The King’s Rockin’ Menu

Making Elvis’ favorite snack—grilled peanut butter and banana sandwich

Elvis Presley’s status as “King of Rock ‘n’ Roll” was largely based on his ability to send girls into fits of desire with a twitch of his hips—but it was Elvis’ proclivity for king-sized portions of fatty foods that made him the “King of Comfort Food” to gluttons everywhere.

Historically documented with eyewitness accounts, photographs and words from Presley himself, Elvis’ menu of favorite foods reads like the final meal on the Titanic, if the Titanic was permanently docked in a podunk town somewhere in Missouri. Elvis had a burning love for food, and he should be celebrated for it.

Deep-diving into that menu reveals heavyweights like the iconic grilled peanut butter and banana sandwich, bacon-wrapped “party meatballs,” barbecue bologna, fried pickles, old-fashioned meat loaf, biscuits fried in butter, banana pudding and the monstrous Fool’s Gold Loaf, just to name a few.

The Fool’s Gold Loaf is the devil in disguise that sees Elvis go off the deep end. To construct this biological calamity of a sandwich, split a loaf of Italian or French bread (dealer’s choice) long ways and slather the outsides with butter (or margarine), then bake the two halves until golden brown. Pull the bread out of the oven and dig out the white part to create bread canoes.

On the bottom half, spread an entire jar of peanut butter. On the top, empty an entire jar of grape jelly (though Elvis preferred blueberry preserves). But you’re not done yet—stick a full pound of crispy bacon onto the peanut butter half, and close the sandwich up.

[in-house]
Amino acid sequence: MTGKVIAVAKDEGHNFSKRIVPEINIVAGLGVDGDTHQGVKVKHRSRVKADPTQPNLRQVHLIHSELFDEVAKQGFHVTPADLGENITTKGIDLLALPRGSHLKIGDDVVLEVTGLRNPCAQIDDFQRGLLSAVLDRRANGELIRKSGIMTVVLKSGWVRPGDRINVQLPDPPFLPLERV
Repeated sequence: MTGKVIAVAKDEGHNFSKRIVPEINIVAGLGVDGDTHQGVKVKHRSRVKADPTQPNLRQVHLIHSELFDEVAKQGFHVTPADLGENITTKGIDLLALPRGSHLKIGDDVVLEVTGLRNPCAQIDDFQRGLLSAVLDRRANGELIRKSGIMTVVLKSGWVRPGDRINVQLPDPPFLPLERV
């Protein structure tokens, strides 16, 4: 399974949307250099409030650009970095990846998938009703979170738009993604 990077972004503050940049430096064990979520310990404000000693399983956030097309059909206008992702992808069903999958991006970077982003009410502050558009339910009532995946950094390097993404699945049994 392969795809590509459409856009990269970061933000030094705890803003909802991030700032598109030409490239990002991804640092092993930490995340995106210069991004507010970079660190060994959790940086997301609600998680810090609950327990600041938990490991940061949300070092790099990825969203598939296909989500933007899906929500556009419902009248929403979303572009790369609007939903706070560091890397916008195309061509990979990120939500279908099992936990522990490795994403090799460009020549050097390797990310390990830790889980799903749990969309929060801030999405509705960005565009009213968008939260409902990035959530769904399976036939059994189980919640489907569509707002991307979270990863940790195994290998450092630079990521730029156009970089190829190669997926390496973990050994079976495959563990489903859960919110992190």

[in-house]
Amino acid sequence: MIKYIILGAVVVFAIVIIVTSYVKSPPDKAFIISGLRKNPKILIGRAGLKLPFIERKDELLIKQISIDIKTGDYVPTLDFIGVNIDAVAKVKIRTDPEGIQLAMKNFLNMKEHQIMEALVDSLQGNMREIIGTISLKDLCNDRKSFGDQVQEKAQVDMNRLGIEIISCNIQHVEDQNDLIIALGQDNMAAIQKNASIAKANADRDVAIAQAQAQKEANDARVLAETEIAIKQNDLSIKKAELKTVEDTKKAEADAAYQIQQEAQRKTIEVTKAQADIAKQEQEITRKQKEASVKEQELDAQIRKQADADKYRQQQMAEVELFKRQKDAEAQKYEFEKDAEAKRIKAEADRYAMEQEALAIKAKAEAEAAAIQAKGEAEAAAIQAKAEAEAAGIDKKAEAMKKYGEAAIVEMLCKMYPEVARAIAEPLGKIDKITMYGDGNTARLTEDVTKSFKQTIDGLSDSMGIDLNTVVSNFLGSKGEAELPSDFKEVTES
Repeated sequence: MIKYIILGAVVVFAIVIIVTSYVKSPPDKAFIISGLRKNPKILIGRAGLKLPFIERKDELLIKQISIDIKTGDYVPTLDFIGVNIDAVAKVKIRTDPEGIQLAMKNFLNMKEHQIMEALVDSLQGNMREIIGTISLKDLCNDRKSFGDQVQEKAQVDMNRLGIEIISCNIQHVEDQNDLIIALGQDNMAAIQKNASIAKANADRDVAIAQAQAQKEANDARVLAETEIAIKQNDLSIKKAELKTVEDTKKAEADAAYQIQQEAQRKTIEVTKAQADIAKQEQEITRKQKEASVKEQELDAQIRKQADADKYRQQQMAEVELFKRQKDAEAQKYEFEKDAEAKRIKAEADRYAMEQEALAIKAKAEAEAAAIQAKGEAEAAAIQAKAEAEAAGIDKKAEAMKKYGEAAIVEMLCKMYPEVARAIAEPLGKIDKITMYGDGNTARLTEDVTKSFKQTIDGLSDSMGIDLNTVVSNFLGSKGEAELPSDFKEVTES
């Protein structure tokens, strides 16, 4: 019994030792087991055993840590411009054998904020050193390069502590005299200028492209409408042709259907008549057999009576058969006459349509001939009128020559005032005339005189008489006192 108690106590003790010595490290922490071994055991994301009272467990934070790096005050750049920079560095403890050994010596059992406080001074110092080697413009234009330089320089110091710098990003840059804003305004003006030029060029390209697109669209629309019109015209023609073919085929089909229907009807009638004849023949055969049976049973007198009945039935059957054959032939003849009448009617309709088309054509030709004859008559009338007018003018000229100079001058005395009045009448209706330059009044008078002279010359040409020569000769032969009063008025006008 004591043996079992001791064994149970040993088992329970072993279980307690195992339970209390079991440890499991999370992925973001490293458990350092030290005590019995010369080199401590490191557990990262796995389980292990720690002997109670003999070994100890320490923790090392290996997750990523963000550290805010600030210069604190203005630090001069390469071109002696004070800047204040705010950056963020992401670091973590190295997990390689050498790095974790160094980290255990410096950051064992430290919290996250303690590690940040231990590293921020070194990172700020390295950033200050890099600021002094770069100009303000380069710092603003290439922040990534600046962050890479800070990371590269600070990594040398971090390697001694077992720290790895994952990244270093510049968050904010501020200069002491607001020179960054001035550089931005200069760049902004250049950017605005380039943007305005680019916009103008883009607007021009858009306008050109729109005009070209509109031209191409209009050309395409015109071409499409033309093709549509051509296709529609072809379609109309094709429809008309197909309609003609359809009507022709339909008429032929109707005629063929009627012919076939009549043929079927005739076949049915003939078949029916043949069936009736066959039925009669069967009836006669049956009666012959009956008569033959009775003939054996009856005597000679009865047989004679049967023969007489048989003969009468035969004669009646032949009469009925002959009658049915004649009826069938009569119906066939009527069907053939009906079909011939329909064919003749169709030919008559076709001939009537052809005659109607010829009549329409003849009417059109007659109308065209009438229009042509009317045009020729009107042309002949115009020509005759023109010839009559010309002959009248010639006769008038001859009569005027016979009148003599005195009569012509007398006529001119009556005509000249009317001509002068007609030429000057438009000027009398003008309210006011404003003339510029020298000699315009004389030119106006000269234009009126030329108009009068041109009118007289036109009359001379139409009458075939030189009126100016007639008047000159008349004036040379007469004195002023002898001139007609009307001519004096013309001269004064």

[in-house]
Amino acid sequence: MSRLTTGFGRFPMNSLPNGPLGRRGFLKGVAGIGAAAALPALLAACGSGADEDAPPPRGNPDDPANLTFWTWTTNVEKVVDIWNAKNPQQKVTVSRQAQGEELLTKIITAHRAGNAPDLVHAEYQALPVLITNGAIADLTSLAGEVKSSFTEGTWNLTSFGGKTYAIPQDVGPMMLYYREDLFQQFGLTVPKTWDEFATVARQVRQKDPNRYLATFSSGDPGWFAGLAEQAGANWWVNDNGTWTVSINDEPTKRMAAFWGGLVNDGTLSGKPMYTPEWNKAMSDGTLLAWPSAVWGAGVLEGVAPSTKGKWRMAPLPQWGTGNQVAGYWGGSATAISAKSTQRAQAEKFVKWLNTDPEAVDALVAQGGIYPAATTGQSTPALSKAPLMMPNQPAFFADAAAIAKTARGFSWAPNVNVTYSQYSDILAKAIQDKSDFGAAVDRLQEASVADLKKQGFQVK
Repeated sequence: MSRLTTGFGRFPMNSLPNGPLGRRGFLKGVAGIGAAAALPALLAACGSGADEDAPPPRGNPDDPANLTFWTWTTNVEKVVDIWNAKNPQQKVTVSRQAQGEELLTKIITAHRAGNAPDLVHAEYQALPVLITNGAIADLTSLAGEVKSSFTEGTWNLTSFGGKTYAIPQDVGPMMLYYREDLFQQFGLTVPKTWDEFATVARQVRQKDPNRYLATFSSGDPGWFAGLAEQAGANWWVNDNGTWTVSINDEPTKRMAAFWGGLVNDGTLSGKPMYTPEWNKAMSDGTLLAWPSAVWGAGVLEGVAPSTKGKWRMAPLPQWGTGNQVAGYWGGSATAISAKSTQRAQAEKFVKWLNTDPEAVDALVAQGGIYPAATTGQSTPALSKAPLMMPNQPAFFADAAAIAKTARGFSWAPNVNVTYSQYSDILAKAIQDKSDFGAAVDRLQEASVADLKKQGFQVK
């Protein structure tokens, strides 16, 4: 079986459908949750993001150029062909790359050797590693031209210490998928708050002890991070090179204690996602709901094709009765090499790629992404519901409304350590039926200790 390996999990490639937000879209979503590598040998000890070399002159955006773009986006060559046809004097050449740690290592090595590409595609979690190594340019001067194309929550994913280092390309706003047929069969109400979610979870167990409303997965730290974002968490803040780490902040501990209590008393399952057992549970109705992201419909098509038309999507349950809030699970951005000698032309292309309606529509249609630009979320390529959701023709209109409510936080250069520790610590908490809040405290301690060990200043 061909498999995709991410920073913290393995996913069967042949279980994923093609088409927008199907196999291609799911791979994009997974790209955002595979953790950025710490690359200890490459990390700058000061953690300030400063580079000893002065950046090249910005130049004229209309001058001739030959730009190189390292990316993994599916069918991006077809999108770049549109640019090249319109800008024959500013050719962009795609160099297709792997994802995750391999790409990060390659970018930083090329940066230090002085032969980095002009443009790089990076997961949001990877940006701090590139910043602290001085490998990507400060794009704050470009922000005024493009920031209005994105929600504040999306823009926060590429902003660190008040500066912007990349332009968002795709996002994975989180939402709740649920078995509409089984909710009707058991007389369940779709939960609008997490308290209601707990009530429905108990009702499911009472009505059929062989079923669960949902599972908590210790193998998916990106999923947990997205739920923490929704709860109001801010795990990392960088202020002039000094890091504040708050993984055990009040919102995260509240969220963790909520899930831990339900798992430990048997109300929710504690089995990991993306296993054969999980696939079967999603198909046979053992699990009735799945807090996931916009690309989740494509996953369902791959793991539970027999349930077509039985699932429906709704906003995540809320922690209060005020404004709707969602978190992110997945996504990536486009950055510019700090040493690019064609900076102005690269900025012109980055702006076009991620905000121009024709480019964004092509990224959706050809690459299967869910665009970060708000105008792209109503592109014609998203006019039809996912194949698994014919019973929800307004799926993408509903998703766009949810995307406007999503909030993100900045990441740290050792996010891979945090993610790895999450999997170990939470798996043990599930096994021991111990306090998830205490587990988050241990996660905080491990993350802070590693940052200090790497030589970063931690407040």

What you’re left with is an 8,000-calorie bomb that legend has it Elvis once chartered a private jet to Colorado to obtain one lonesome night.

Only fools rush in to that sandwich. Instead, start with the classic grilled peanut butter and banana sandwich if you want to eat like the king. Melt an entire stick of butter in a skillet. In the meantime, toast two slices of hearty white bread and mash one or two ripe bananas. Dollop the banana mash on one slice of the toasted bread and spread peanut butter on the other. Fry in butter until golden brown on both sides. This concoction is truly a big hunk o’ love, with the butter, peanut butter and banana melting together in a gooey, mouth-disabling bite. Eat over a plate with a bib to avoid the sticky contents from dripping out and ruining your blue suede shoes.

Of course, one could ratchet down the butter in the skillet for a healthier version—but if you want to eat like Elvis, you can’t hold back—you’ve got to shake your pelvis all the way to Graceland.

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Steve Mosco
Steve Mosco, the former editor-in-chief at Anton Media Group, is a columnist for Long Island Weekly's food and sports sections. He fancies himself a tastemaker, food influencer and king of all eaters.


  1. Elvis was called the King of the then relatively new medium, rock and roll, by Variety, in a late November 1956 issue, not for sending girls into fits of desire with a twitch of his hips, but for selling, in the preceeding eleven months, half the output of the then largest entertainment conglomerate in the world, that was RCA, hitting the #1 spot in singles and albums 7 times, bringing some 500,000 kids to his 245 concerts that year, garnering for two of the three major television networks some 189 million cumulative viewers, recouping in three days the total budget of his fitrst picture and selling US$20 million worth of articles bearing his name, all again, in the preceeding 11 months.

  2. Stupid article as usual with nothing to say about the talents of the King just a load of nonsense about his diet.Thank you Guillermo for putting the fool straight.

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